Whilst not as right-angled as an X pattern, the 668 pattern is a "square-shouldered" design & the AS-1 is rounder.

    I would be curious to have someone who fangs their snail a bit (JBN?) try a set of AS-1 145/65 tyres. My predictions (relative to the CX-668) are:
    Greater handling responsiveness, wet or dry. Better lateral grip, wet or dry (partly a compounding point). Better transition behaviour at the limit (thus helping to maintain control in an emergency) especially in the wet. Better dirt road grip (more open tread). Lower life. Lower comfort. Noisier. Less fuel efficient.

    Anyway, obviously buy what you want. I have no shares in the AS-1 & wouldn't choose to fit any Nankang tyres on any of my toys but you guys don't have many options. If you are happy with the CX-668 then fine; my only thought was that a better option existed in a non standard size.

    Enjoy, Peter
    Last edited by 4cvg; 22nd September 2018 at 10:16 PM.
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  15. #15
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    Hi
    I got a Nankang 135x15 at Bridgestone , Hume ACT ,

    Thanks for all the valuable information

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    Ken

    Do those racing ducks accurately represent a normal suspension 2CV6,

    they seem real low and dont body roll , like a duck should

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    JBN
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    The daily 2CV that I fang around in has Michelin X 125/15. With one point remaining on my current licence, I am not really interested in an AS-1 performance tyre as I expect this would relegate me to a period of walking. I turn 73 in January and hopefully by then there will be an extra 3 point buffer. As one of the NSW roads authority's best customers over the last 55 years ( I always pay in full on time) I think they treat me with disdain, but they hold all the aces so I can't argue with them.

    John

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    hmm! Mind you, as a nice young cop said to me, as part of an extended conversation which resulted in a "caution", the law doesn't say that you can't do the speed limit around the corners. (We shared an enjoyment of a particular stretch of twisty "C" road - at times a special stage of Targa Tasmania.)

    someone else then?

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    About 300% uprated springs, last time I checked, plus adjustable dampers.

    The control tyre has changed over the 'almost' 30 years that the series has been running, going through 'anything goes' at the start, most recent changes being from Firestone F560 (135 or 145 section), Michelin ZX and is currently the Toyo 310 (135 only).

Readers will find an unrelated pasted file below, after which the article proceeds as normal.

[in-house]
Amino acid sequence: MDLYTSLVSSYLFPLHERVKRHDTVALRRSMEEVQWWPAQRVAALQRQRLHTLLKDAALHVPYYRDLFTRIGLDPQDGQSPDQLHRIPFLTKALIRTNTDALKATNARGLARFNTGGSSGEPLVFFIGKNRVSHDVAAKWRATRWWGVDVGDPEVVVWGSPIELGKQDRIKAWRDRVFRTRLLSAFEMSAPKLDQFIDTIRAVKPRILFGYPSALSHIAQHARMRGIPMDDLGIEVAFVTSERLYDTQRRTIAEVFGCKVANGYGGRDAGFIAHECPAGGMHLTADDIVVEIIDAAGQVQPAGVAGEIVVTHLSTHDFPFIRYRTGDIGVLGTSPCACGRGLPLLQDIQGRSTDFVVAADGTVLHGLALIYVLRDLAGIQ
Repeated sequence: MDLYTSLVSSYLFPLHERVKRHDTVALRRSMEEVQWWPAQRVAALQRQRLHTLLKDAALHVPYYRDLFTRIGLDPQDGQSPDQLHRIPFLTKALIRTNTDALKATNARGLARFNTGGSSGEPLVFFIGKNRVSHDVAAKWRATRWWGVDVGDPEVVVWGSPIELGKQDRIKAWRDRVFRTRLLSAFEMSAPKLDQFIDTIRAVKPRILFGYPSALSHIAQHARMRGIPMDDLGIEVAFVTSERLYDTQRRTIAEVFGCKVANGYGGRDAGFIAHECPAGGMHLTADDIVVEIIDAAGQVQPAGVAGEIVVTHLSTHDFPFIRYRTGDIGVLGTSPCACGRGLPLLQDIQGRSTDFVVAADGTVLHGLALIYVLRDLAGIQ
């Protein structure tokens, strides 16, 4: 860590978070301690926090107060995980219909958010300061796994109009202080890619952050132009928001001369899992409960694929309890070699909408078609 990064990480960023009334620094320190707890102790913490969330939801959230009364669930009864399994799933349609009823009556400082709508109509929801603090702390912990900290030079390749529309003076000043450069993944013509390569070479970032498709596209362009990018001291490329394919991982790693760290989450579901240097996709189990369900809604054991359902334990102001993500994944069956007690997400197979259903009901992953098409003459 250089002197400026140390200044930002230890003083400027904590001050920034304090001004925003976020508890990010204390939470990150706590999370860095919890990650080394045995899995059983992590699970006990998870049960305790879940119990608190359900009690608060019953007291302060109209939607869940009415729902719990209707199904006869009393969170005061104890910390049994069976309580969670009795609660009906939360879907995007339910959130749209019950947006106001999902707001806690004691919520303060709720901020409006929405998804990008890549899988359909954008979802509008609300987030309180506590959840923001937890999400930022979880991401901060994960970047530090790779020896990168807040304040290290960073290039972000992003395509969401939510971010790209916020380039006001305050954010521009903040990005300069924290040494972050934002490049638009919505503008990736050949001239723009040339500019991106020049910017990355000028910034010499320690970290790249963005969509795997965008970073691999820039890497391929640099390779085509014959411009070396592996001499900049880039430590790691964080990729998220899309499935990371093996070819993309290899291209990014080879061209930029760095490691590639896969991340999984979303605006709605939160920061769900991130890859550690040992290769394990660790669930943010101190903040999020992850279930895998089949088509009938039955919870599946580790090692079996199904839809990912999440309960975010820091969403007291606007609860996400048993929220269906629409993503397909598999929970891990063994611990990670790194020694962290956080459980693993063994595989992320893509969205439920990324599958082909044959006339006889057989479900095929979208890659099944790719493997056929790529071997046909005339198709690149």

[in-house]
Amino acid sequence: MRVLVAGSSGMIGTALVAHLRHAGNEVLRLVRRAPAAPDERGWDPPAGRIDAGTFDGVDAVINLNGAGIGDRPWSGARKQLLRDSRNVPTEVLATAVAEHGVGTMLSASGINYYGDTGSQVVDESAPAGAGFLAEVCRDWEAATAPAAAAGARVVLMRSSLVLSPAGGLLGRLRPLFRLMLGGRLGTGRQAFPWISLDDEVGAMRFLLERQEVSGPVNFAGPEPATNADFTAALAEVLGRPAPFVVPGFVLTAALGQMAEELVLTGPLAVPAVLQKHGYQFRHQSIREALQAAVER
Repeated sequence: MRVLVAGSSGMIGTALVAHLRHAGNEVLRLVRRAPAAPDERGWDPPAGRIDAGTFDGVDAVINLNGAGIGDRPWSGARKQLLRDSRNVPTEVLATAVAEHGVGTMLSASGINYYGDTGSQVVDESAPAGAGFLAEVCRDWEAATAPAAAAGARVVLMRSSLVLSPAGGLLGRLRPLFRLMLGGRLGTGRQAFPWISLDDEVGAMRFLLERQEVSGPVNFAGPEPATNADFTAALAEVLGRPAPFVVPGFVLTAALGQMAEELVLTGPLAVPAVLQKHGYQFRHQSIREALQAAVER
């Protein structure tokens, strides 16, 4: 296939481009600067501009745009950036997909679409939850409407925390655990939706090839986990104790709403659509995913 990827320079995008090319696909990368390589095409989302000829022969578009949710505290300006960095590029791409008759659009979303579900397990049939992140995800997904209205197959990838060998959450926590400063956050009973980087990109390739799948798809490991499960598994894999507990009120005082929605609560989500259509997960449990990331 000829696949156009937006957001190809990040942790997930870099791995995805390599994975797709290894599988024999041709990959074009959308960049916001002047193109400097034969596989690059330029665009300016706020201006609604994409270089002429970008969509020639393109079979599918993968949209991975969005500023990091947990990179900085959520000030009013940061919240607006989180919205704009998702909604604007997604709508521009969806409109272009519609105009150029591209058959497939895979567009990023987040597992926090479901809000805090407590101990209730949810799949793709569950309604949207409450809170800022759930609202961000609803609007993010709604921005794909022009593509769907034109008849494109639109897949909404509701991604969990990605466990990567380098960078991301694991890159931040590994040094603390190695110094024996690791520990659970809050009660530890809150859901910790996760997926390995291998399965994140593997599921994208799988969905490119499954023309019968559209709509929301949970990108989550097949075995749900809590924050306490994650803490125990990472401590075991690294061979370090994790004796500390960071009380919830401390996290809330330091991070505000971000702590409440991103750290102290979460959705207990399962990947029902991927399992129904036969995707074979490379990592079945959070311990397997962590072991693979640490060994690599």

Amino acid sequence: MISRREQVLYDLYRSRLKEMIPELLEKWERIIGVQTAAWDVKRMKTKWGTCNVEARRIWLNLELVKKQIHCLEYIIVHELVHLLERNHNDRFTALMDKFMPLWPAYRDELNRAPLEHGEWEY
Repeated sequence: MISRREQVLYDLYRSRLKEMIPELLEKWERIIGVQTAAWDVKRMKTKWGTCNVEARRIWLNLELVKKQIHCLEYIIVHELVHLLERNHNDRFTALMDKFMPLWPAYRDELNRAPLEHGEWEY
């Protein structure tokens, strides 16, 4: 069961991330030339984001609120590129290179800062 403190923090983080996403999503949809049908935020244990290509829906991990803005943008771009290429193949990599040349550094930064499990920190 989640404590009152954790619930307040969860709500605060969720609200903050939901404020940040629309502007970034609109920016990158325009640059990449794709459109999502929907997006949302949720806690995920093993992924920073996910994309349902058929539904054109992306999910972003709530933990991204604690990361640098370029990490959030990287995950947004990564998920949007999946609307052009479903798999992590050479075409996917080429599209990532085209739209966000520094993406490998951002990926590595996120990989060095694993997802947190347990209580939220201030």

Oddly enough, there's a video on Youtube of the very first race, held at Mallory Park back in 1989.
    Just listen to those Michelins protesting and the audience guffawing at the antics...
    .
    https://www.youtube.com/watch?v=F74I8dGQJR0&t=160s





    Quote Originally Posted by Renburg View Post
    Ken
    Do those racing ducks accurately represent a normal suspension 2CV6,
    they seem real low and dont body roll , like a duck should

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    Things get more interesting when competing at Spa, especially if competing in the category which uses BMW motorcycle engines.
    Here's young Louis Tyson, cutting through the log jam of Citroen C1s which clogged the track at last year's Spa 24 hr race...

    https://www.youtube.com/watch?v=EjTVpp5dLjc

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    Quote Originally Posted by Ken H View Post
    About 300% uprated springs, last time I checked, plus adjustable dampers.

    The control tyre has changed over the 'almost' 30 years that the series has been running, going through 'anything goes' at the start, most recent changes being from Firestone F560 (135 or 145 section), Michelin ZX and is currently the Toyo 310 (135 only).

    Oddly enough, there's a video on Youtube of the very first race, held at Mallory Park back in 1989.
    Just listen to those Michelins protesting and the audience guffawing at the antics...
    .
    https://www.youtube.com/watch?v=F74I8dGQJR0&t=160s
    Ye gods, a 310 (not even a 330, far less the current obsolescent 350).

    It'd be interesting to have them settle on the Conti EP in 145/65 (fronts for the first Smart).

    I predict that there'd be more people able to manage skilled recoveries of direction - still an entertaining spectacle for the viewers.